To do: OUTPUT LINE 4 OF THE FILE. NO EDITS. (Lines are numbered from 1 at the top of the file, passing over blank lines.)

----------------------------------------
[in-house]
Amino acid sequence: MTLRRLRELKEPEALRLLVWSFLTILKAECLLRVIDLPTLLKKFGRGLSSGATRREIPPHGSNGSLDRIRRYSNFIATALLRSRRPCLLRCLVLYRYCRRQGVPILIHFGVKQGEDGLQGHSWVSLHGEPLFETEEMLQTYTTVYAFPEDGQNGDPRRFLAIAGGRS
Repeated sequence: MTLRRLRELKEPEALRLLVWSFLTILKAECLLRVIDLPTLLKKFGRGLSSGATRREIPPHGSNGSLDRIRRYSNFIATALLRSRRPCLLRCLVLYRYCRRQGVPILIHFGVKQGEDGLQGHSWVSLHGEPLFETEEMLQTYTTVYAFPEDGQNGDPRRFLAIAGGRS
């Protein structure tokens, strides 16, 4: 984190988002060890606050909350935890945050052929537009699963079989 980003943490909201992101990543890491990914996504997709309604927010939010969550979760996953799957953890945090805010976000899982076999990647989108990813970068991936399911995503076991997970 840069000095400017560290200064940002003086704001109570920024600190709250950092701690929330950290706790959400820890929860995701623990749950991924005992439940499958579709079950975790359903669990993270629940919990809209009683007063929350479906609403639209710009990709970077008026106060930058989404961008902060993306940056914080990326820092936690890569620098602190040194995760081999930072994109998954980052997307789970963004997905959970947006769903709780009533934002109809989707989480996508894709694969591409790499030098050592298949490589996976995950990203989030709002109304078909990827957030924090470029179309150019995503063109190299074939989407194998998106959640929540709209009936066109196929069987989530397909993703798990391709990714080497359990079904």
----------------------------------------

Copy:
């Protein structure tokens, strides 16, 4: 984190988002060890606050909350935890945050052929537009699963079989 980003943490909201992101990543890491990914996504997709309604927010939010969550979760996953799957953890945090805010976000899982076999990647989108990813970068991936399911995503076991997970 840069000095400017560290200064940002003086704001109570920024600190709250950092701690929330950290706790959400820890929860995701623990749950991924005992439940499958579709079950975790359903669990993270629940919990809209009683007063929350479906609403639209710009990709970077008026106060930058989404961008902060993306940056914080990326820092936690890569620098602190040194995760081999930072994109998954980052997307789970963004997905959970947006769903709780009533934002109809989707989480996508894709694969591409790499030098050592298949490589996976995950990203989030709002109304078909990827957030924090470029179309150019995503063109190299074939989407194998998106959640929540709209009936066109196929069987989530397909993703798990391709990714080497359990079904």